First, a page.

Expect Focus Life, Annuity, and Retirement Solutions, December2020

Revived Prospects for Patenting Financial Product Inventions

Intellectual Property   |   Life, Annuity, and Retirement Solutions   |   Life, Annuity, and Retirement Litigation   |   Insurtech   |   December 15, 2020

Since the Supreme Court’s 2014 decision in Alice Corp. v. CLS Bank Int’l, trying to patent a business method — such as a method for calculating premiums or underwriting for insurance policies — has generally been a fool’s errand. But, as we have written previously, insurance and other financial companies are starting to see significantly more success patenting features that support processes, rather than patenting the processes themselves. See “Changes in Patent Landscape for Insurance and Financial Industries,” Expect Focus – Life, Annuity, and Retirement Solutions (July 2019).

Reynolds Porter Chamberlain reports that the number of insurtech patents filed worldwide has increased significantly in recent years, on innovations as diverse as a behavior analytics system to evaluate risk based upon social media posts to a mobile app to speed up the claims process for people affected by natural disasters. Other granted patents include improvements in telematics systems, Internet of Things devices to monitor homes, and artificial intelligence-based applications. Several patent applications have also been filed in connection with smart contracting platforms and cybersecurity and encryption inventions.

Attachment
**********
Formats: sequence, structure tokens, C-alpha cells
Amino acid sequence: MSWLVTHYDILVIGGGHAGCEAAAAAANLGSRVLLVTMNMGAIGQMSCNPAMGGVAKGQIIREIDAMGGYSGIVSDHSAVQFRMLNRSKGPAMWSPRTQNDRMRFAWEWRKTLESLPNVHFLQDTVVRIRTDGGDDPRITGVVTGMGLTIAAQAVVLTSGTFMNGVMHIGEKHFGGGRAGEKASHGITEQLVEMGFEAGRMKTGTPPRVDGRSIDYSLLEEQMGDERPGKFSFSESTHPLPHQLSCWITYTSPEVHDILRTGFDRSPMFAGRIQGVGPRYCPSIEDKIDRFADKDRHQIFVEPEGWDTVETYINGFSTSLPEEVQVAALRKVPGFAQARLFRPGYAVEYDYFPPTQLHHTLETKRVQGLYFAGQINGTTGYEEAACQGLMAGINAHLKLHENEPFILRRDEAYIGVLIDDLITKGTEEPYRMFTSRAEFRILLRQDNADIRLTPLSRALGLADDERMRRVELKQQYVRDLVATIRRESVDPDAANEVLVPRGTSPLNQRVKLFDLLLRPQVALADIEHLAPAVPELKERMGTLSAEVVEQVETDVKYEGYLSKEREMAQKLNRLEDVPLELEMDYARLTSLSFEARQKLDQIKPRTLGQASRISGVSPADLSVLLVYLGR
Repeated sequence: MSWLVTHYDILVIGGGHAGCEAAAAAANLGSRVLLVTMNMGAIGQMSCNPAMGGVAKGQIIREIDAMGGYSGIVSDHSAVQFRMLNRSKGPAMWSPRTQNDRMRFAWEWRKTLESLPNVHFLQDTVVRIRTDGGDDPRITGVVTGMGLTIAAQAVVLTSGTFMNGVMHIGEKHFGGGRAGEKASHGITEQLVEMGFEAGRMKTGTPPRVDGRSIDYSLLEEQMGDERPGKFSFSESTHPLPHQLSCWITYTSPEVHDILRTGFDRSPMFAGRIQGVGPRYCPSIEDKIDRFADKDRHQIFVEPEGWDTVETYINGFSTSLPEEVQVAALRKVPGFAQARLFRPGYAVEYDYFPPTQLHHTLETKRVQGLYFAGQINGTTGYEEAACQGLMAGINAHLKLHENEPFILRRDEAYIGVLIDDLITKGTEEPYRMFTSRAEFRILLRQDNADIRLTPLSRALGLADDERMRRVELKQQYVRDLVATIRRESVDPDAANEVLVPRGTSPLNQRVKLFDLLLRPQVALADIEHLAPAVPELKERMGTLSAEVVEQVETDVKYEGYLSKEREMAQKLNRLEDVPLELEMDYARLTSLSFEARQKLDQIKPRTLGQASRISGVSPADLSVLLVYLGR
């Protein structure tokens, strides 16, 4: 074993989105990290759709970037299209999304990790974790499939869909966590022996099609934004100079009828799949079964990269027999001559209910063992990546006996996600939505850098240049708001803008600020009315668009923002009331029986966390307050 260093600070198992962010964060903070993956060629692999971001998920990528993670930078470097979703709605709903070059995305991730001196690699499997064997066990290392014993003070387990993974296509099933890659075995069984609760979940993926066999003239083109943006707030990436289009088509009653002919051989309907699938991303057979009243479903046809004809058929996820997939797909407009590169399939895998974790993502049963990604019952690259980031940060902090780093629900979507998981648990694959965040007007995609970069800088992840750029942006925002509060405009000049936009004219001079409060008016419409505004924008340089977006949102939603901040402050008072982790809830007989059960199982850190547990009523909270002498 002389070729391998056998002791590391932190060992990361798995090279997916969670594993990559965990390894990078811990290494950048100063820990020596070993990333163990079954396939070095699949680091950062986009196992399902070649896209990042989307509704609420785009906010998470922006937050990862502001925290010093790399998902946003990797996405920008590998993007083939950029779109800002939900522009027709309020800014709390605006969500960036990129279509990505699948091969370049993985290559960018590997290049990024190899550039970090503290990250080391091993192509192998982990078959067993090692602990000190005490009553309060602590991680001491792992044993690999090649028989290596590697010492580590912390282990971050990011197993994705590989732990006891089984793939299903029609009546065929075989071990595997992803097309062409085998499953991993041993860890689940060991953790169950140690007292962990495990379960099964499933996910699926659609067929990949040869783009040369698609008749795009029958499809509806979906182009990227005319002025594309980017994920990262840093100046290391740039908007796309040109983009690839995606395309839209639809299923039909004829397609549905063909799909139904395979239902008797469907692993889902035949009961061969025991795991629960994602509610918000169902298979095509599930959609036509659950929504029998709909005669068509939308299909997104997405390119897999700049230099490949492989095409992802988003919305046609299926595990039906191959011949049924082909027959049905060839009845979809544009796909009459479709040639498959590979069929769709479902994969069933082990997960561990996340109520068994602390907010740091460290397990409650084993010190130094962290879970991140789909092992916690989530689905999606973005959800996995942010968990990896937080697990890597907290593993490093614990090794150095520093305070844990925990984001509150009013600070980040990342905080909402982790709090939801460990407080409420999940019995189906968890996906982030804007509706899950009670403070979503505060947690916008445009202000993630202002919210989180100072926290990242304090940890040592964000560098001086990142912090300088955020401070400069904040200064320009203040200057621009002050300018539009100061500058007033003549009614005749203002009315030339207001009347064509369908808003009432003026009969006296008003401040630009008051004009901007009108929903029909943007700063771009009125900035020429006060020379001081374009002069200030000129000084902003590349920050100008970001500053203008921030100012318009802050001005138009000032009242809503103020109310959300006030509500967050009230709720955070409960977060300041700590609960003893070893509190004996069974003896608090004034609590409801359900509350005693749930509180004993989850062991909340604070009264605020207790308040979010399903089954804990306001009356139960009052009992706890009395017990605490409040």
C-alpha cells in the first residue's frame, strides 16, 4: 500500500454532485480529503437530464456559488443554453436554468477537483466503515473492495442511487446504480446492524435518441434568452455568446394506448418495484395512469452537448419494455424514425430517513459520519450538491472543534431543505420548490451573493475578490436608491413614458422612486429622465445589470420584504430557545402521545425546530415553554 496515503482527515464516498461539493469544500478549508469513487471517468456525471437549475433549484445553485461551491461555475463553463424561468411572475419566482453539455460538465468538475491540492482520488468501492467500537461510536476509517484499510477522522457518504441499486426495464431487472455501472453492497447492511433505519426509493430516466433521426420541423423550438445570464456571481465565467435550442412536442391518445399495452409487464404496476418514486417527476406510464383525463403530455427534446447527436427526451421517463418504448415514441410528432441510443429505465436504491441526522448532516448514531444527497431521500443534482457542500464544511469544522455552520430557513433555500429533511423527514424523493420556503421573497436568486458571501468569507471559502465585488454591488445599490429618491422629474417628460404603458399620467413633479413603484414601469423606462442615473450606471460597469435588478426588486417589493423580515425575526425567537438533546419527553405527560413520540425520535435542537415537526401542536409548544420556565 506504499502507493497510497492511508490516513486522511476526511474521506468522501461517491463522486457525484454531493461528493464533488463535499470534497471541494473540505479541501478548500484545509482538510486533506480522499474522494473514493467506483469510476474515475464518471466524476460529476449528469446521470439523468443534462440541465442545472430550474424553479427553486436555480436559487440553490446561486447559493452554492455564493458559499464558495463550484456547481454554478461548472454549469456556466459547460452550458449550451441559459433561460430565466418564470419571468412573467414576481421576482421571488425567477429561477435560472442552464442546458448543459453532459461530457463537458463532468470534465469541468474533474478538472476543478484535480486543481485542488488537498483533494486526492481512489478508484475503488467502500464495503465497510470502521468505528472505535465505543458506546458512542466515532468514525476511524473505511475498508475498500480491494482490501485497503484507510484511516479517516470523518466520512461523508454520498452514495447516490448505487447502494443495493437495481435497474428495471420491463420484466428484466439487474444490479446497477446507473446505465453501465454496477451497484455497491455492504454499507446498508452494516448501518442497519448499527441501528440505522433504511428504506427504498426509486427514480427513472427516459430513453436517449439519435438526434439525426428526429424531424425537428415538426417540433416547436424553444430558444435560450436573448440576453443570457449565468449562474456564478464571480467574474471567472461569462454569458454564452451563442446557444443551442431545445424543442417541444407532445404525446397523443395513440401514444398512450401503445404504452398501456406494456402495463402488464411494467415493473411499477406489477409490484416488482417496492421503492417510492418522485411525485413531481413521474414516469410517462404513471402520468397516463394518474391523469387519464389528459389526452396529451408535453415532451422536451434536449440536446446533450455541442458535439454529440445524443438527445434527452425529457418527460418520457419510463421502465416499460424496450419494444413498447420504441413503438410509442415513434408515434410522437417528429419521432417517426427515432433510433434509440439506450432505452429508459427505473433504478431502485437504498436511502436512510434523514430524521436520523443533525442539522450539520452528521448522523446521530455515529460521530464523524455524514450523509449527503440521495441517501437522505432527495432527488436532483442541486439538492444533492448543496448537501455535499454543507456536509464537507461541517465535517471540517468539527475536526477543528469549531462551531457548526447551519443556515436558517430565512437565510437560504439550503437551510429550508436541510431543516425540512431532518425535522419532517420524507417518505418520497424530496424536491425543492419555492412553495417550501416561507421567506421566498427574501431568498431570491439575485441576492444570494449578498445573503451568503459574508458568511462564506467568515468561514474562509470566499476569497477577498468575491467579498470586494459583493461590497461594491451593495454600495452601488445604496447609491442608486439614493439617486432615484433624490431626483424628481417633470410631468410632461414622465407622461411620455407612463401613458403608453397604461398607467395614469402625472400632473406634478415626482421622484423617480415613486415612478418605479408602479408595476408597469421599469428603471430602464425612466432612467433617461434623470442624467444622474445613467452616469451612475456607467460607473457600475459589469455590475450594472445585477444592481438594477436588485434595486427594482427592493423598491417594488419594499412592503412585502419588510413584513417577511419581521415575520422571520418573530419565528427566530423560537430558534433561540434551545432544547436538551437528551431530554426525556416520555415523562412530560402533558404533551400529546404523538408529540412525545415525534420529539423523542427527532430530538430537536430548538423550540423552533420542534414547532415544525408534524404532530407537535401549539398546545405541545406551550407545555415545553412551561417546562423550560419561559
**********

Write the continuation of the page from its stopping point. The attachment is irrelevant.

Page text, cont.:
So how can one determine whether an insurance or other financial product feature is patentable? One key is whether the feature can be achieved using a pencil and paper. Automating what used to be a manual process is less likely to be patentable. But creating a technological solution to a problem that could not otherwise be done manually should be considered for patent protection.

For example, one recently granted patent is directed to a “highly intuitive” user interface that dynamically adjusts a proposed retirement plan depending upon a user’s real-time input of financial goals. Although tracking changes in a spreadsheet has been held in the past to be “mere automation” of a manual process and therefore not patentable, these particular claims were directed to a specific method of interacting with a user-friendly interface and therefore were found patentable. The difference is that the solution helped a user navigate through a complex system that was dynamically updating in real time and could not be done manually.

So, in the coming decade, look beyond new products to the processes that enable users to interact with them. A patentable invention just might be waiting.


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